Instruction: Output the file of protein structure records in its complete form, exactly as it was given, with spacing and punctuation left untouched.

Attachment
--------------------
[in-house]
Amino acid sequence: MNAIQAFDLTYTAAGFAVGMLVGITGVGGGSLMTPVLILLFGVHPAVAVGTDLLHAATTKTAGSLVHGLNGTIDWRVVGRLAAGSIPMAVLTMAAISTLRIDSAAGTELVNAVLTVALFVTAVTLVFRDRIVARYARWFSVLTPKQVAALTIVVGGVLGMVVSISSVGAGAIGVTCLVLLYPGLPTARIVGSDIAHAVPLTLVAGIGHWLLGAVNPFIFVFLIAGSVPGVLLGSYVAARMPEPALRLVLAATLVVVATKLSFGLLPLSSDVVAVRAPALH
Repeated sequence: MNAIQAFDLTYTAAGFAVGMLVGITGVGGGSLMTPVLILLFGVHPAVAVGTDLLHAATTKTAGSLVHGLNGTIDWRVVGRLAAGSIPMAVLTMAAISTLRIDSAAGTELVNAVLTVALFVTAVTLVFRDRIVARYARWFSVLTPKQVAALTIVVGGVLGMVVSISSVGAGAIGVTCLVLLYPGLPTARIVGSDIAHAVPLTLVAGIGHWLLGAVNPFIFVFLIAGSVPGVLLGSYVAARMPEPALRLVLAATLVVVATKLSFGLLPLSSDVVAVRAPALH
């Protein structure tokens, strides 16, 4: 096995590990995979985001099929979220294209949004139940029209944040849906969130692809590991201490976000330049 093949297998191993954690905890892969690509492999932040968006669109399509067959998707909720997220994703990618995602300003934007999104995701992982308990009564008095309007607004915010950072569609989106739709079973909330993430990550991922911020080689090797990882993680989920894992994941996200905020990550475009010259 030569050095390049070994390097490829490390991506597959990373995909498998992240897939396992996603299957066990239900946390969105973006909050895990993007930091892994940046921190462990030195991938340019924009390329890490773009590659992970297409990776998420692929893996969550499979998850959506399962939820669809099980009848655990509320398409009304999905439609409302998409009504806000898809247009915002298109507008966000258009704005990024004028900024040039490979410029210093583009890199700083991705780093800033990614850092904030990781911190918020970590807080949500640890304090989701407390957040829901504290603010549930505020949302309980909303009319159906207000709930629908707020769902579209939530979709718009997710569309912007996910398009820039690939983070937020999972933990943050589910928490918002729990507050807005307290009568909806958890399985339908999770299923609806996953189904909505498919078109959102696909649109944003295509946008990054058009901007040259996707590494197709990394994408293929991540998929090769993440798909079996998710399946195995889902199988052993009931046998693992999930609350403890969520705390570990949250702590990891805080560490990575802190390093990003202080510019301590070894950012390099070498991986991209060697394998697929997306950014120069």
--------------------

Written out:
[in-house]
Amino acid sequence: MNAIQAFDLTYTAAGFAVGMLVGITGVGGGSLMTPVLILLFGVHPAVAVGTDLLHAATTKTAGSLVHGLNGTIDWRVVGRLAAGSIPMAVLTMAAISTLRIDSAAGTELVNAVLTVALFVTAVTLVFRDRIVARYARWFSVLTPKQVAALTIVVGGVLGMVVSISSVGAGAIGVTCLVLLYPGLPTARIVGSDIAHAVPLTLVAGIGHWLLGAVNPFIFVFLIAGSVPGVLLGSYVAARMPEPALRLVLAATLVVVATKLSFGLLPLSSDVVAVRAPALH
Repeated sequence: MNAIQAFDLTYTAAGFAVGMLVGITGVGGGSLMTPVLILLFGVHPAVAVGTDLLHAATTKTAGSLVHGLNGTIDWRVVGRLAAGSIPMAVLTMAAISTLRIDSAAGTELVNAVLTVALFVTAVTLVFRDRIVARYARWFSVLTPKQVAALTIVVGGVLGMVVSISSVGAGAIGVTCLVLLYPGLPTARIVGSDIAHAVPLTLVAGIGHWLLGAVNPFIFVFLIAGSVPGVLLGSYVAARMPEPALRLVLAATLVVVATKLSFGLLPLSSDVVAVRAPALH
């Protein structure tokens, strides 16, 4: 096995590990995979985001099929979220294209949004139940029209944040849906969130692809590991201490976000330049 093949297998191993954690905890892969690509492999932040968006669109399509067959998707909720997220994703990618995602300003934007999104995701992982308990009564008095309007607004915010950072569609989106739709079973909330993430990550991922911020080689090797990882993680989920894992994941996200905020990550475009010259 030569050095390049070994390097490829490390991506597959990373995909498998992240897939396992996603299957066990239900946390969105973006909050895990993007930091892994940046921190462990030195991938340019924009390329890490773009590659992970297409990776998420692929893996969550499979998850959506399962939820669809099980009848655990509320398409009304999905439609409302998409009504806000898809247009915002298109507008966000258009704005990024004028900024040039490979410029210093583009890199700083991705780093800033990614850092904030990781911190918020970590807080949500640890304090989701407390957040829901504290603010549930505020949302309980909303009319159906207000709930629908707020769902579209939530979709718009997710569309912007996910398009820039690939983070937020999972933990943050589910928490918002729990507050807005307290009568909806958890399985339908999770299923609806996953189904909505498919078109959102696909649109944003295509946008990054058009901007040259996707590494197709990394994408293929991540998929090769993440798909079996998710399946195995889902199988052993009931046998693992999930609350403890969520705390570990949250702590990891805080560490990575802190390093990003202080510019301590070894950012390099070498991986991209060697394998697929997306950014120069």